Mario's motivation for teaching and research led him to a major career change into academia. This started with his PhD in 2005 at the University of Edinburgh and continued with three Postdoctoral Fellowships and a position as a Clinical Studies Officer within the NHS Scotland. Mario was as an Assistant Professor in Psychology at Heriot-Watt University, Edinburgh from 2015 until 2018 before joining the University of Strathclyde.
Dr Amir Dehservi
Amir is a researcher developing automatic methods for detecting (brain imaging, speech, etc.) biomarkers for neurodegenerative diseases, such as Parkinson's disease and Alzheimer's disease, by considering the novel application of Evolutionary Algorithms.
In his position as a Research Fellow at teh University of Aberdeen Biomedical Imaging Centre, Amir is working with a multidisciplinary team of clinicians and scientists who are focused upon unravelling the mechanisms of chronic fatigue, a salient issue across the chronic disease spectrum. Specifically, he is looking into the analysis and understanding of a multi-modal MRI/fMRI brain study, using machine learning techniques (including Evolutionary Algorithms), in order to characterise the mediators of fatigue in patients with rheumatoid arthritis among other diseases.
Dr Gordon Waiter
Gordon graduated from the Robert Gordon University, Aberdeen, in 1989 with a BSc (Hons) in Physical Sciences majoring in Physics. He then moved to Dundee University, Department of Medical Physics as Research Assistant, to develop MR imaging test objects. He returned to Aberdeen in 1991, this time to the University of Aberdeen to undertake a PhD in Medical Physics, under the supervision of Dr. M. Foster.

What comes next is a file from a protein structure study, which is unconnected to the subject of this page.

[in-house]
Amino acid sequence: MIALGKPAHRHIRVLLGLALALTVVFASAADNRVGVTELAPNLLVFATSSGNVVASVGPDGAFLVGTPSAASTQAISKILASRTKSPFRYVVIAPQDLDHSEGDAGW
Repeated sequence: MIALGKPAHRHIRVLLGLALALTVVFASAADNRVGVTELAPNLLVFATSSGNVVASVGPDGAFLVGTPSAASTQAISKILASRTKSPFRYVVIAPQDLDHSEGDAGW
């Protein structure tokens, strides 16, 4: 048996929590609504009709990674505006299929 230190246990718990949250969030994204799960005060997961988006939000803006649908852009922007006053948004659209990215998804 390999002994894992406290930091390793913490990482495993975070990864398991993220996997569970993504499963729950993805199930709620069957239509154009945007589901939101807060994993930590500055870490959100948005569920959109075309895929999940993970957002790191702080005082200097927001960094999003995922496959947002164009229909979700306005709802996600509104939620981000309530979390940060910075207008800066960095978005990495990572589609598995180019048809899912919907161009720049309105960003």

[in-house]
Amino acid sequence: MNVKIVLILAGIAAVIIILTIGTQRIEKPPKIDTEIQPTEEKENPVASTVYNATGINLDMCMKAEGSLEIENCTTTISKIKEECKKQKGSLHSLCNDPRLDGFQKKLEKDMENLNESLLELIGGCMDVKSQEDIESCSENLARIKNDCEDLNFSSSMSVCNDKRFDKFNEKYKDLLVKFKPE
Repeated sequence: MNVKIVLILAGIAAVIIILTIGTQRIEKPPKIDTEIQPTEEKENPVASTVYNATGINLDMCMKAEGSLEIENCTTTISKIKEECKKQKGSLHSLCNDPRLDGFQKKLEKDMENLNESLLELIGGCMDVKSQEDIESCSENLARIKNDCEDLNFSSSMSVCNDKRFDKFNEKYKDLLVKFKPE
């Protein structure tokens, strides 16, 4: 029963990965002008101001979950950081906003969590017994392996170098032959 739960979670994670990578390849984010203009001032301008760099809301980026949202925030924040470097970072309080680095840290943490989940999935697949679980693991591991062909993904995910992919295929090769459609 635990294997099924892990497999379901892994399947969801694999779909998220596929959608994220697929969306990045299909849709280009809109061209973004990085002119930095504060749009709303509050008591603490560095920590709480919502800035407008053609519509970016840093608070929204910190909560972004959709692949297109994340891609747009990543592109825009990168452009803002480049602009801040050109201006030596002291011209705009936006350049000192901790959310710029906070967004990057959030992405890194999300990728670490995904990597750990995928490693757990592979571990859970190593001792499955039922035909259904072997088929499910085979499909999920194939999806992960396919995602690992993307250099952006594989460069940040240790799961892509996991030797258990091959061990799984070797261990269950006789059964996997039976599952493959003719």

He joined the staff of Aberdeen University in 1996 as a research fellow working in collaboration with the university Department of Biomedical Physics and NHS Department of Cardiology to develop image analysis methods for the detection of hibernating myocardium.
In 2001 Gordon joined the School of Psychology to help initiate functional magnetic resonance imaging (fMRI) on a new 1.5T research dedicated scanner at the University of Aberdeen.
In 2004 he joined the Department of Radiology (now part of the Aberdeen Biomedical Imaging Centre) to continue the development of functional magnetic resonance imaging in Aberdeen. His work has included paradigm design, data analysis, data acquisition, quality control and image analysis. Gordon was appointed Senior Lecturer in 2009.
Dr Tom MacGillivray
Tom is a Senior Research Fellow at the University of Edinburgh with an interest in what imaging the retina (i.e. the back of the eye) can tell us about brain health.
Analysis of these image techniques (e.g. fundus, OCT, OCT-A) may allow the identification of biomarkers to aid in dementia diagnosis, quantify disease progress or predict future risk, assess treatment response, and inform decision making in drug discovery.
Dr Tom Russ
Tom is a consultant psychiatrist in NHS Lothian, Director of the Alzheimer Scotland Dementia Research Centre (ASDRC), University of Edinburgh, and an honorary Clinical Senior Lecturer at the Centre for Clinical Brain Sciences, University of Edinburgh.
He spends half his time on clinical work in two specialist dementia units and in the memory clinic in Edinburgh and the other half of his time on research. His research began by examining geographical variation in dementia risk in Scotland and Sweden and now focuses particularly on environmental risk factors for dementia, such as air pollution.
The overall research focus of the ASDRC is wide and balanced, ranging from optimising computational models to the lived experience of dementia, including what it feels like to feel free with dementia.
The foundation for the development of
effective treatments for neurodegenerative diseases
LIVING WITH DEMENTIA
Improving our understanding of all aspects of dementia care and caring
Focussing on the prevention of neurodegenerative diseases and their progression to develop symptoms as observed in dementia